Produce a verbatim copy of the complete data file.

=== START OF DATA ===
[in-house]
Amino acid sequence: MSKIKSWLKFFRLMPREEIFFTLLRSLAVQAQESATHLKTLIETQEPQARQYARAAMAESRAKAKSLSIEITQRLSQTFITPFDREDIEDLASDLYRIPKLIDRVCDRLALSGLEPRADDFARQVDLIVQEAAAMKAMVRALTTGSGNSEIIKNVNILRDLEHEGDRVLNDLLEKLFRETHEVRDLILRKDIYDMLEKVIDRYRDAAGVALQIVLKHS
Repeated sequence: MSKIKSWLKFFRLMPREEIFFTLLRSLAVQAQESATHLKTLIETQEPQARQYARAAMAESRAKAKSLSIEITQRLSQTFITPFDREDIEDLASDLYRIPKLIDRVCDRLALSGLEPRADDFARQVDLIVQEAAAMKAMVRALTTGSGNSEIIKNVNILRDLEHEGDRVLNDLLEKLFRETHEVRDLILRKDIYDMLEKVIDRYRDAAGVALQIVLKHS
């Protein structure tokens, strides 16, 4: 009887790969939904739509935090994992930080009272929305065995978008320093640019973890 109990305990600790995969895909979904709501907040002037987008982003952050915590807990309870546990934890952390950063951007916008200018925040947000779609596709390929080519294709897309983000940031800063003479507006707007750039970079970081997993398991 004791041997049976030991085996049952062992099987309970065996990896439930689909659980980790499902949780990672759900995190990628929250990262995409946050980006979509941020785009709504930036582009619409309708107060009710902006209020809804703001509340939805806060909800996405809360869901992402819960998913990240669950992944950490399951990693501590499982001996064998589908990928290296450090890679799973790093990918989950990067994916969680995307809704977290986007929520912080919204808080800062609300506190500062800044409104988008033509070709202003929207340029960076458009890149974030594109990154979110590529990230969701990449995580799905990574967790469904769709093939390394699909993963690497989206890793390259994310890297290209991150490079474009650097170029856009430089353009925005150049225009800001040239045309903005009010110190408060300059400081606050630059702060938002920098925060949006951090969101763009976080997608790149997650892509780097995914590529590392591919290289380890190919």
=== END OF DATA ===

[in-house]
Amino acid sequence: MSKIKSWLKFFRLMPREEIFFTLLRSLAVQAQESATHLKTLIETQEPQARQYARAAMAESRAKAKSLSIEITQRLSQTFITPFDREDIEDLASDLYRIPKLIDRVCDRLALSGLEPRADDFARQVDLIVQEAAAMKAMVRALTTGSGNSEIIKNVNILRDLEHEGDRVLNDLLEKLFRETHEVRDLILRKDIYDMLEKVIDRYRDAAGVALQIVLKHS
Repeated sequence: MSKIKSWLKFFRLMPREEIFFTLLRSLAVQAQESATHLKTLIETQEPQARQYARAAMAESRAKAKSLSIEITQRLSQTFITPFDREDIEDLASDLYRIPKLIDRVCDRLALSGLEPRADDFARQVDLIVQEAAAMKAMVRALTTGSGNSEIIKNVNILRDLEHEGDRVLNDLLEKLFRETHEVRDLILRKDIYDMLEKVIDRYRDAAGVALQIVLKHS
């Protein structure tokens, strides 16, 4: 009887790969939904739509935090994992930080009272929305065995978008320093640019973890 109990305990600790995969895909979904709501907040002037987008982003952050915590807990309870546990934890952390950063951007916008200018925040947000779609596709390929080519294709897309983000940031800063003479507006707007750039970079970081997993398991 004791041997049976030991085996049952062992099987309970065996990896439930689909659980980790499902949780990672759900995190990628929250990262995409946050980006979509941020785009709504930036582009619409309708107060009710902006209020809804703001509340939805806060909800996405809360869901992402819960998913990240669950992944950490399951990693501590499982001996064998589908990928290296450090890679799973790093990918989950990067994916969680995307809704977290986007929520912080919204808080800062609300506190500062800044409104988008033509070709202003929207340029960076458009890149974030594109990154979110590529990230969701990449995580799905990574967790469904769709093939390394699909993963690497989206890793390259994310890297290209991150490079474009650097170029856009430089353009925005150049225009800001040239045309903005009010110190408060300059400081606050630059702060938002920098925060949006951090969101763009976080997608790149997650892509780097995914590529590392591919290289380890190919």